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Understand I-CBT/CBT TreatmentAnxiety

Anxiety is a normal reaction to stress and can actually be beneficial in some situations. For some people, however, anxiety can become excessive.  While the person suffering may realize their anxiety is too much, they may also have difficulty controlling it and it may negatively affect their day-to-day living. There are a wide variety of anxiety disorders, including post-traumatic stress disorder, obsessive-compulsive disorder, and panic disorder to name a few. Collectively, they are among the most common mental disorders experienced by Americans. Cognitive Behavioral Therapy is often recommended for treatment.

Read more about anxiety at the National Institute of Mental Health >>

Depression

Everyone occasionally feels blue or sad. But these feelings are usually short-lived and pass within a couple of days. When you have depression, it interferes with daily life and causes pain for both you and those who care about you. Depression is a common but serious illness. Cognitive Behavioral Therapy is often recommended for treatment.

Read more about depression at the National Institute of Mental Health >>

ADHD

Attention deficit hyperactivity disorder (ADHD) is one of the most common childhood disorders and can continue through adolescence and adulthood. Symptoms include difficulty staying focused and paying attention, impulse control issues, and hyperactivity (over-activity). Cognitive Behavioral Therapy is often recommended for treatment.

Read more about ADHD at the National Institute of Mental Health >>

Autism

Autism is a group of developmental brain disorders, collectively called autism spectrum disorder (ASD). The term "spectrum" refers to the wide range of symptoms, skills, and levels of impairment, or disability, that children with ASD can have. Some children are mildly impaired by their symptoms, but others are severely disabled. Cognitive Behavioral Therapy is often recommended for treatment.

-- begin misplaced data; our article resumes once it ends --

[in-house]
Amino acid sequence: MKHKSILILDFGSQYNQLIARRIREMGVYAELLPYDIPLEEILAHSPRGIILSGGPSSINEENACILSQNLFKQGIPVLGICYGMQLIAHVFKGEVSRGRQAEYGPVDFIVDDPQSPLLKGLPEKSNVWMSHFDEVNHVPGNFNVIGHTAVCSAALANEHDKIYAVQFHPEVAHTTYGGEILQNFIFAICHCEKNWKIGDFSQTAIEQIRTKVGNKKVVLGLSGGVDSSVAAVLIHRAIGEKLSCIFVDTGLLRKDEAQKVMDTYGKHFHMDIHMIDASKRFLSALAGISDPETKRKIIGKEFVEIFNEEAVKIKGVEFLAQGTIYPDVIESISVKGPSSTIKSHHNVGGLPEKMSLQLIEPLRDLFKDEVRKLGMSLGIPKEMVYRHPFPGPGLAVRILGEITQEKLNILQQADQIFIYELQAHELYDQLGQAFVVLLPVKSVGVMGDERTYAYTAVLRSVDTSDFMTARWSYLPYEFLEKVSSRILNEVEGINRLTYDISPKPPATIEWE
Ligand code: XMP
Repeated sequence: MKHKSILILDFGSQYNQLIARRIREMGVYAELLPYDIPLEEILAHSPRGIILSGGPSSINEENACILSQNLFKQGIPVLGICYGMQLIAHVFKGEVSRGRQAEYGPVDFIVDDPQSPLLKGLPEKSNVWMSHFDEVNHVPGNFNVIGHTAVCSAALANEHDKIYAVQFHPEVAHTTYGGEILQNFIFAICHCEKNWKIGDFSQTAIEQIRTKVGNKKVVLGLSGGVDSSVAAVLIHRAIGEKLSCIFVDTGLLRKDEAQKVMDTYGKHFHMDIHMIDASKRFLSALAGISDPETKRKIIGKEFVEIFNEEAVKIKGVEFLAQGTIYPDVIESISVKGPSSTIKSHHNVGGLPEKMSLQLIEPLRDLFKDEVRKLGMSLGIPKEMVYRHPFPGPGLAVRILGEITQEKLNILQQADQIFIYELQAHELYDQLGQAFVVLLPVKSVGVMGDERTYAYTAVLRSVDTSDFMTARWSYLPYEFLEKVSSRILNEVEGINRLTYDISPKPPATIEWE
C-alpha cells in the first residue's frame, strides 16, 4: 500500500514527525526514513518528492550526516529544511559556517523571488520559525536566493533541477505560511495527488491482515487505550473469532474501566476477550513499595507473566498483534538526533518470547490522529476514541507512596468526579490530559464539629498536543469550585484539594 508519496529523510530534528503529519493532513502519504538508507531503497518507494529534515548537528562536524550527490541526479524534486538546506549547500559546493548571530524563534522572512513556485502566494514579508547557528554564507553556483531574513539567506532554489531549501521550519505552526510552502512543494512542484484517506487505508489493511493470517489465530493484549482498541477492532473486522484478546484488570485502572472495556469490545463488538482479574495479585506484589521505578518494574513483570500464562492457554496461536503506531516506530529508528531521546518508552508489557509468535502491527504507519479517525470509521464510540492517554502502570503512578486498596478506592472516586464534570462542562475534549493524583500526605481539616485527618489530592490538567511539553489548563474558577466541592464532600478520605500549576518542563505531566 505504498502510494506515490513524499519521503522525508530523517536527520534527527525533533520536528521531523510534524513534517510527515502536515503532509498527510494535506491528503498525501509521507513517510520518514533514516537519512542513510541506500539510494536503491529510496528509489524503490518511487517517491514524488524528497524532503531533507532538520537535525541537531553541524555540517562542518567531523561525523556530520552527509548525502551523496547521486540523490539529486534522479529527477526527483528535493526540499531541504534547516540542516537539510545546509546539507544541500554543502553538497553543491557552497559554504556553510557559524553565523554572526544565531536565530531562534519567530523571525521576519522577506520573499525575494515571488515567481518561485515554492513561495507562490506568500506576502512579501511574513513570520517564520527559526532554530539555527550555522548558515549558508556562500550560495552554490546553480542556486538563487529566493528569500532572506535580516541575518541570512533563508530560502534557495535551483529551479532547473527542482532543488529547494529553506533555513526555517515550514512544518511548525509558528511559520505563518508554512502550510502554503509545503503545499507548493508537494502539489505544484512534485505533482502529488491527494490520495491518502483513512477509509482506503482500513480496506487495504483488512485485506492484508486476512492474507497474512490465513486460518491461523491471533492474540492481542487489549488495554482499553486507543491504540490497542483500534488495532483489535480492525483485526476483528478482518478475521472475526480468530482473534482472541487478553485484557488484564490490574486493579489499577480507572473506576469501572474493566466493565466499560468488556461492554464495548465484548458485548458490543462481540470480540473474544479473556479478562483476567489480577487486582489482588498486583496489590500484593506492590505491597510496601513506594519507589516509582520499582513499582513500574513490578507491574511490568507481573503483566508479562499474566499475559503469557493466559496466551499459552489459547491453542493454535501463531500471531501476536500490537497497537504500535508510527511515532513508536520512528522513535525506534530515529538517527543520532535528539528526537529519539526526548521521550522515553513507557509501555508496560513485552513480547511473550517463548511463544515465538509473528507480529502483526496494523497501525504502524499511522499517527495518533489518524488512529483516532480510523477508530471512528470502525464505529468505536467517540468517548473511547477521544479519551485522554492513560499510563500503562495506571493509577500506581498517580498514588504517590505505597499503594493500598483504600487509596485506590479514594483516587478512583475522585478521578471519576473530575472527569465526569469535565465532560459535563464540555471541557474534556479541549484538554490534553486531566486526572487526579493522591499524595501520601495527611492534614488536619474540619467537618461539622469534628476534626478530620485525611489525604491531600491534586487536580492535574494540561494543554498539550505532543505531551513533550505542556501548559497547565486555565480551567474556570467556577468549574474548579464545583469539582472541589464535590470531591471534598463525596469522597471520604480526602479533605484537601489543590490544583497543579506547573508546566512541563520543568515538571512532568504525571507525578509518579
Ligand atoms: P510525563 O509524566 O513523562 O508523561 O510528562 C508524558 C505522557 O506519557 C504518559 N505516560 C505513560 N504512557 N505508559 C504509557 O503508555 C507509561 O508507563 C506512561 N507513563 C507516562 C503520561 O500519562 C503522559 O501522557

Read more about Autism at the National Institute of Mental Health >>

OCD

People with obsessive-compulsive disorder (OCD) feel the need to check things repeatedly, or have certain thoughts or perform routines and rituals over and over. The thoughts and rituals associated with OCD cause distress and get in the way of daily life.
The frequent upsetting thoughts are called obsessions. To try to control them, a person will feel an overwhelming urge to repeat certain rituals or behaviors called compulsions. People with OCD can't control these obsessions and compulsions. Most of the time, the rituals end up controlling them. Cognitive Behavioral Therapy is often recommended for treatment.

Read more about OCD at the National Institute of Mental Health >>

PTSD

When in danger, it’s natural to feel afraid. This fear triggers many split-second changes in the body to prepare to defend against the danger or to avoid it. This “fight-or-flight” response is a healthy reaction meant to protect a person from harm. But in post-traumatic stress disorder (PTSD), this reaction is changed or damaged. People who have PTSD may feel stressed or frightened even when they’re no longer in danger.
PTSD develops after a terrifying ordeal that involved physical harm or the threat of physical harm. The person who develops PTSD may have been the one who was harmed, the harm may have happened to a loved one, or the person may have witnessed a harmful event that happened to loved ones or strangers. Cognitive Behavioral Therapy is often recommended for treatment.

Read more about PTSD at the National Institute of Mental Health >>